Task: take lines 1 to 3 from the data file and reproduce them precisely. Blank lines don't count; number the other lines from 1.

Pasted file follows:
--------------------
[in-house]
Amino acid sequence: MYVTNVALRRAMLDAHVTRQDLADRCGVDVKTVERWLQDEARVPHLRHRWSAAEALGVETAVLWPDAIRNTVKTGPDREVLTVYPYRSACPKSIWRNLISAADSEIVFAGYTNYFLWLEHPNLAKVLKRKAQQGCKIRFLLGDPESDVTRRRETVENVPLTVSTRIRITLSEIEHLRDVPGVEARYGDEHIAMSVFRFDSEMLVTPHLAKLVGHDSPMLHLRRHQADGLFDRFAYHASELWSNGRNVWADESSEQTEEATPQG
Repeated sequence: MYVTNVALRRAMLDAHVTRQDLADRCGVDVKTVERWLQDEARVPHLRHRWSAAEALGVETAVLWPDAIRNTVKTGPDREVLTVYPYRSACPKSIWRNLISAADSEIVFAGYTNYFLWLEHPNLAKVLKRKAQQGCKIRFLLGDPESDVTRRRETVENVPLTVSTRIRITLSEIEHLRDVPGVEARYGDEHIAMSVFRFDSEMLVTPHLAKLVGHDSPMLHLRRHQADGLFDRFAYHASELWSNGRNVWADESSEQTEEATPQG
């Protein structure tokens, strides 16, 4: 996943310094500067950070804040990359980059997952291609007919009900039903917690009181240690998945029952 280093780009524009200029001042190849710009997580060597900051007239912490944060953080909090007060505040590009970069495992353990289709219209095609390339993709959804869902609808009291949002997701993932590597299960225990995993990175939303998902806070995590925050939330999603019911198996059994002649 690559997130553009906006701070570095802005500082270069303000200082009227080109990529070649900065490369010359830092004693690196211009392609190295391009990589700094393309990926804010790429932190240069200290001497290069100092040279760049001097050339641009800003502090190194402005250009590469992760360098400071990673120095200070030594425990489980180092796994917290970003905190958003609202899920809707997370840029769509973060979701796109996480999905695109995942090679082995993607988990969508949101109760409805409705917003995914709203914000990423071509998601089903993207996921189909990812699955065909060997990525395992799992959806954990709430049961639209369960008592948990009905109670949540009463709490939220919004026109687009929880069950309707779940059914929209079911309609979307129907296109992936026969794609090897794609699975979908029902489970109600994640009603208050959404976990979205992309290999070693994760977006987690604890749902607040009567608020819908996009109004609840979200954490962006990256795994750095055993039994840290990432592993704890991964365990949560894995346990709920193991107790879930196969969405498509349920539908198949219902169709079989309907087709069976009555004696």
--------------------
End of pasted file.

[in-house]
Amino acid sequence: MYVTNVALRRAMLDAHVTRQDLADRCGVDVKTVERWLQDEARVPHLRHRWSAAEALGVETAVLWPDAIRNTVKTGPDREVLTVYPYRSACPKSIWRNLISAADSEIVFAGYTNYFLWLEHPNLAKVLKRKAQQGCKIRFLLGDPESDVTRRRETVENVPLTVSTRIRITLSEIEHLRDVPGVEARYGDEHIAMSVFRFDSEMLVTPHLAKLVGHDSPMLHLRRHQADGLFDRFAYHASELWSNGRNVWADESSEQTEEATPQG
Repeated sequence: MYVTNVALRRAMLDAHVTRQDLADRCGVDVKTVERWLQDEARVPHLRHRWSAAEALGVETAVLWPDAIRNTVKTGPDREVLTVYPYRSACPKSIWRNLISAADSEIVFAGYTNYFLWLEHPNLAKVLKRKAQQGCKIRFLLGDPESDVTRRRETVENVPLTVSTRIRITLSEIEHLRDVPGVEARYGDEHIAMSVFRFDSEMLVTPHLAKLVGHDSPMLHLRRHQADGLFDRFAYHASELWSNGRNVWADESSEQTEEATPQG